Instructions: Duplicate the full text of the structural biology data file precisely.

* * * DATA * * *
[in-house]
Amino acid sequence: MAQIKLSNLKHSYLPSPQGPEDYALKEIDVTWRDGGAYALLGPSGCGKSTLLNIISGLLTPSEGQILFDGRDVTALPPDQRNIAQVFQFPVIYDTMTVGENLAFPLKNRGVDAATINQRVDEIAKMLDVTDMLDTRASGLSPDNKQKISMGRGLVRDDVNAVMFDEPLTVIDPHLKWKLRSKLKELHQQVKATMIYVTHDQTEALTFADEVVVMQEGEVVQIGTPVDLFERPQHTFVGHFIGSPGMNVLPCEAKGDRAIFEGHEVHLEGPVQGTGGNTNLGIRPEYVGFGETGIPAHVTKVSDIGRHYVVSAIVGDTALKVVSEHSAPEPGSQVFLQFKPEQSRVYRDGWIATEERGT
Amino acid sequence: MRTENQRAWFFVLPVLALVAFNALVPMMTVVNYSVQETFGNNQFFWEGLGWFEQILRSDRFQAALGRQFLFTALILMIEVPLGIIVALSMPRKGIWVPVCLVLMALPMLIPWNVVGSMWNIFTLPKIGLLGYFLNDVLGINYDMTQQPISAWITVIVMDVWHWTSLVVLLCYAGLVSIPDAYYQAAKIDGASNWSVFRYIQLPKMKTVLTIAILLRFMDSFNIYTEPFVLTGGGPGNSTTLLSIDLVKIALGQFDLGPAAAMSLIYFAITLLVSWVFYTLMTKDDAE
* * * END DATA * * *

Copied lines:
[in-house]
Amino acid sequence: MAQIKLSNLKHSYLPSPQGPEDYALKEIDVTWRDGGAYALLGPSGCGKSTLLNIISGLLTPSEGQILFDGRDVTALPPDQRNIAQVFQFPVIYDTMTVGENLAFPLKNRGVDAATINQRVDEIAKMLDVTDMLDTRASGLSPDNKQKISMGRGLVRDDVNAVMFDEPLTVIDPHLKWKLRSKLKELHQQVKATMIYVTHDQTEALTFADEVVVMQEGEVVQIGTPVDLFERPQHTFVGHFIGSPGMNVLPCEAKGDRAIFEGHEVHLEGPVQGTGGNTNLGIRPEYVGFGETGIPAHVTKVSDIGRHYVVSAIVGDTALKVVSEHSAPEPGSQVFLQFKPEQSRVYRDGWIATEERGT
Amino acid sequence: MRTENQRAWFFVLPVLALVAFNALVPMMTVVNYSVQETFGNNQFFWEGLGWFEQILRSDRFQAALGRQFLFTALILMIEVPLGIIVALSMPRKGIWVPVCLVLMALPMLIPWNVVGSMWNIFTLPKIGLLGYFLNDVLGINYDMTQQPISAWITVIVMDVWHWTSLVVLLCYAGLVSIPDAYYQAAKIDGASNWSVFRYIQLPKMKTVLTIAILLRFMDSFNIYTEPFVLTGGGPGNSTTLLSIDLVKIALGQFDLGPAAAMSLIYFAITLLVSWVFYTLMTKDDAE